By the end of 1984, there were enough funds in the PGE account to support one individual with a stipend combined with free housing and utilities. In order to keep the selection process fair and above any “safarish” and individual mistake, we decided that four people would interview every candidate. Each examiner would have a hundred points to award. Sixty five points for scientific knowledge, fifteen for ECFMG scores with one point for each score above seventy five. Fifteen for spoken English and general presentation. Five points were awarded for medals received. At the end of the interview, the scores from each of the examiners would be tabulated and the candidate with the highest combined score would be offered the position.
The first individual selected was Dr. Salman Rashid he came to Connecticut in July of 1984. At the end of the academic year Dr. Rashid was declared the best resident of the year.
1985 was the hundred and twenty-fifth anniversary of KE Dr. Bukhari suggested that we should create an honor roll of people who contribute more than two thousand dollars for the PGE fund. Their names would be displayed on a plaque during the festivities as a permanent display in Patiala Block lobby. More than seventy people qualified for the honor roll which still exists in the stair hall of Patiala Block.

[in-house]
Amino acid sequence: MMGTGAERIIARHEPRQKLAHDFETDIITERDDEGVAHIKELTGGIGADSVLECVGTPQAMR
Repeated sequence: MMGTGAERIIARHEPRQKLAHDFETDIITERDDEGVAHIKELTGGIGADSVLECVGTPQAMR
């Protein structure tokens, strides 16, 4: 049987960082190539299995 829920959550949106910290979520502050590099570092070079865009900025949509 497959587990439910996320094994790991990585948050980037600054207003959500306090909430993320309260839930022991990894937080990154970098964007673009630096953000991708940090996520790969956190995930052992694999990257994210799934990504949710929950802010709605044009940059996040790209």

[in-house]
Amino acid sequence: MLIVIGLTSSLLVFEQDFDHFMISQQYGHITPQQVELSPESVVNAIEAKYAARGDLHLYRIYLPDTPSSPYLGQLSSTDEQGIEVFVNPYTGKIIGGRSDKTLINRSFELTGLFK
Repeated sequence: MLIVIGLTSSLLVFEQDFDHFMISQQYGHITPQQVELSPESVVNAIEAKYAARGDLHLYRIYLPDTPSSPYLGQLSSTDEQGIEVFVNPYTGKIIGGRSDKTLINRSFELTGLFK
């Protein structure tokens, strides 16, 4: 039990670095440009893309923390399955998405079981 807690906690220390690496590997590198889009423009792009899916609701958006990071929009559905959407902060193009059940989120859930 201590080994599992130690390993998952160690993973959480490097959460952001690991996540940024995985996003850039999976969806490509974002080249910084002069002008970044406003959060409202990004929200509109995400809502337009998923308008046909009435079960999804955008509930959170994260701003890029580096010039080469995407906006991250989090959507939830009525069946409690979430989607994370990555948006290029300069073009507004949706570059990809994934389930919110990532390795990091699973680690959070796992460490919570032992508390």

In 1989 the then program director and Chairman Department of Medicine at New Britain General Hospital Dr. James L Bernnene, impressed by the quality of intellect and knowledge of the KE graduates asked us to bring more graduates from KE. I pointed out that we can not fund more than one position he readily agreed pay for the additional positions. Eventually the program started paying for all of our residents. This resulted in reduction of the fund expenses to paying for traveling expenses of faculty other than KEMCAANA members traveling to Pakistan for conducting Interviews
In 1990 & 91 two of the programs brightest Residents DR. Jahanzeb Dr Faisal Sultan got fellowship at Washington University, St. Louis. Their teachers were so impressed by their caliber that they decided to join our program and now we were able to place one resident at Washington University. In 1996 when Dr. Jamil Mohsin a young Kemkolian arranged one position at Lincoln Memorial Center in New York for one person. Next year the Program Director at Lincoln Memorial Center convinced Dr. Daniel Shine Program director at Monmouth Medical Center in New Jersey to take one residents from Pakistan.